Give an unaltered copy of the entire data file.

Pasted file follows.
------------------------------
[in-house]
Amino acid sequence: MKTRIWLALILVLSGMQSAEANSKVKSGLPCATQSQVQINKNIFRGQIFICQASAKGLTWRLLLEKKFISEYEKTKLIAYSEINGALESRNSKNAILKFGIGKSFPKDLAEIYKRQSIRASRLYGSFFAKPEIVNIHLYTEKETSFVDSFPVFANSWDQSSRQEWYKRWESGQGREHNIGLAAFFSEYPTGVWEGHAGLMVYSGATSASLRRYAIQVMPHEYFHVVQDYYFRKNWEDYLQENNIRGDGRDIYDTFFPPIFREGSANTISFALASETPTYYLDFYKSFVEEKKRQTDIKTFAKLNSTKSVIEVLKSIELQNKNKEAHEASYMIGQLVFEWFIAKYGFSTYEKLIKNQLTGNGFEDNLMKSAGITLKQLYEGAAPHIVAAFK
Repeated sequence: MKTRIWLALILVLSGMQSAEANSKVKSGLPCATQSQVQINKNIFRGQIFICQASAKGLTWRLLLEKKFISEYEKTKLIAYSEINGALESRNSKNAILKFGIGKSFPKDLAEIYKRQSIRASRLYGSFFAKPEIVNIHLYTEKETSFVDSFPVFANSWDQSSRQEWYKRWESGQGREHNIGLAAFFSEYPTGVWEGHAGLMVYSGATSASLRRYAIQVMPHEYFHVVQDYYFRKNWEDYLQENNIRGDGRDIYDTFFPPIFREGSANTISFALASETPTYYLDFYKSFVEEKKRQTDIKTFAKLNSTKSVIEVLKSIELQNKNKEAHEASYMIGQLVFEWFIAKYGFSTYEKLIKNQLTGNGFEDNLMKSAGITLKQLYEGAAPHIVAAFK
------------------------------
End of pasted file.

[in-house]
Amino acid sequence: MKTRIWLALILVLSGMQSAEANSKVKSGLPCATQSQVQINKNIFRGQIFICQASAKGLTWRLLLEKKFISEYEKTKLIAYSEINGALESRNSKNAILKFGIGKSFPKDLAEIYKRQSIRASRLYGSFFAKPEIVNIHLYTEKETSFVDSFPVFANSWDQSSRQEWYKRWESGQGREHNIGLAAFFSEYPTGVWEGHAGLMVYSGATSASLRRYAIQVMPHEYFHVVQDYYFRKNWEDYLQENNIRGDGRDIYDTFFPPIFREGSANTISFALASETPTYYLDFYKSFVEEKKRQTDIKTFAKLNSTKSVIEVLKSIELQNKNKEAHEASYMIGQLVFEWFIAKYGFSTYEKLIKNQLTGNGFEDNLMKSAGITLKQLYEGAAPHIVAAFK
Repeated sequence: MKTRIWLALILVLSGMQSAEANSKVKSGLPCATQSQVQINKNIFRGQIFICQASAKGLTWRLLLEKKFISEYEKTKLIAYSEINGALESRNSKNAILKFGIGKSFPKDLAEIYKRQSIRASRLYGSFFAKPEIVNIHLYTEKETSFVDSFPVFANSWDQSSRQEWYKRWESGQGREHNIGLAAFFSEYPTGVWEGHAGLMVYSGATSASLRRYAIQVMPHEYFHVVQDYYFRKNWEDYLQENNIRGDGRDIYDTFFPPIFREGSANTISFALASETPTYYLDFYKSFVEEKKRQTDIKTFAKLNSTKSVIEVLKSIELQNKNKEAHEASYMIGQLVFEWFIAKYGFSTYEKLIKNQLTGNGFEDNLMKSAGITLKQLYEGAAPHIVAAFK